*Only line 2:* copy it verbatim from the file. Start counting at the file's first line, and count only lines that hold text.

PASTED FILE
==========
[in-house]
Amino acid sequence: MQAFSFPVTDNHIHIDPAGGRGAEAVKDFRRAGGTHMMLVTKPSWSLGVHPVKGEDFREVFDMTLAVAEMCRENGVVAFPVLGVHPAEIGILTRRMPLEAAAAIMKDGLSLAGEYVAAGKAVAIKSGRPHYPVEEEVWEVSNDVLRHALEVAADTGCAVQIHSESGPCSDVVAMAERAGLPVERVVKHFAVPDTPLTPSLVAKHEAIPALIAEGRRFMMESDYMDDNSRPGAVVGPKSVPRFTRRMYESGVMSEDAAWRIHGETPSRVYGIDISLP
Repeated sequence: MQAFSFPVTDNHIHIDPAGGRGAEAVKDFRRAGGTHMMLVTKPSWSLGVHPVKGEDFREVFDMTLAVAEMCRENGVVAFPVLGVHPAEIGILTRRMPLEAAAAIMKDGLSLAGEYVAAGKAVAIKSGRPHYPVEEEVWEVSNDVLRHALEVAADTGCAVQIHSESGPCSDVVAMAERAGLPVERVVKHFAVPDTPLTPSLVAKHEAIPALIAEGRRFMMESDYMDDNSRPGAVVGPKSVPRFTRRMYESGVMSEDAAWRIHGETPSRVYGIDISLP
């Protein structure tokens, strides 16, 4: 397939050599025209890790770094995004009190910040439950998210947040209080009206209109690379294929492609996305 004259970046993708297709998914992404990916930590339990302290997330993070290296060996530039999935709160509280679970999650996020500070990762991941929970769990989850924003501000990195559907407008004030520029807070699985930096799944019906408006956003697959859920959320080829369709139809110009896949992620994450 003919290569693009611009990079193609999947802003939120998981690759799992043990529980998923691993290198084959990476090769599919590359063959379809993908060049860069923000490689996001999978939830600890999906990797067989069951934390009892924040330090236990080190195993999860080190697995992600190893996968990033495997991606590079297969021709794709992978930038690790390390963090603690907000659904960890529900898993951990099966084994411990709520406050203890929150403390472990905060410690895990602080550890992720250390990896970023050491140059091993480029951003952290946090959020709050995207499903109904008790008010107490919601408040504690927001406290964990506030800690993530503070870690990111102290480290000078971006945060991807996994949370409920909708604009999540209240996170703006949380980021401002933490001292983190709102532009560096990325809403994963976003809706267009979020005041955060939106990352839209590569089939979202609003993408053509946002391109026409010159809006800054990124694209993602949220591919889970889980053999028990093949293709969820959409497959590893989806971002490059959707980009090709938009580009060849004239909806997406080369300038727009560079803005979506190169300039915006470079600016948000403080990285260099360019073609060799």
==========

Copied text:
Amino acid sequence: MQAFSFPVTDNHIHIDPAGGRGAEAVKDFRRAGGTHMMLVTKPSWSLGVHPVKGEDFREVFDMTLAVAEMCRENGVVAFPVLGVHPAEIGILTRRMPLEAAAAIMKDGLSLAGEYVAAGKAVAIKSGRPHYPVEEEVWEVSNDVLRHALEVAADTGCAVQIHSESGPCSDVVAMAERAGLPVERVVKHFAVPDTPLTPSLVAKHEAIPALIAEGRRFMMESDYMDDNSRPGAVVGPKSVPRFTRRMYESGVMSEDAAWRIHGETPSRVYGIDISLP